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Driving Tour of African American History in Mobile Alabama
Item 4 of 16
Placed on the National Register of Historic Places on July 7, 2005, this historically African American Neighborhood was named for the Old Camp Ground, a military encampment that used the area during the Civil War.

  • Mount Tabor Missionary Baptist Church is one of the buildings in the Campground historic district
The Campground District is about 370 acres, extending from Martin Luther King Jr. Avenue to Rylands Street and St.Stephens Roads to Ann Street. The covering acres includes about 166 buildings, ranging from shotgun houses to bungalows, dating as early as the late 19th century to the middle 20th century.

The Campground District has a vital role in the historical development of the predominately black community of Mobile, Alabama. It received its name from the encampment of Confederate soldiers during the confrontation with advancing Union troops during the Civil War. Outnumbered and facing dwindling supplies, the Confederate army abandoned the area in April 1865.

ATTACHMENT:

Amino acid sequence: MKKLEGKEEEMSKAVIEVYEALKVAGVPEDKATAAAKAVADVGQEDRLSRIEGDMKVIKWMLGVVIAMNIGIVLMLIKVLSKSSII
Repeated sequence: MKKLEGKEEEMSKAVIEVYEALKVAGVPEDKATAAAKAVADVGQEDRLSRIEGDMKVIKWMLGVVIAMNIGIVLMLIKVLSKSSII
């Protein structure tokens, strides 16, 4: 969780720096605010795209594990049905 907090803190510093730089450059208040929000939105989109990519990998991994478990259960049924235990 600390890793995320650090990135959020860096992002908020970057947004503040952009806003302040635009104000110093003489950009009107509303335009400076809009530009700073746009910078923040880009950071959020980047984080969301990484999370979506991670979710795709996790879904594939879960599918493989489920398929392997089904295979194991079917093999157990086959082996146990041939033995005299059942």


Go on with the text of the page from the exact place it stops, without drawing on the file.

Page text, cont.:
The area grew larger throughout the 20th century and was home to a working-class neighborhood. While battling discrimination and a degree of informal but still pervasive segregation, prosperous members of the community still achieved a degree of economic autonomy by owning businesses. Today, plans are in place to commemorate and preserve the historic neighborhood.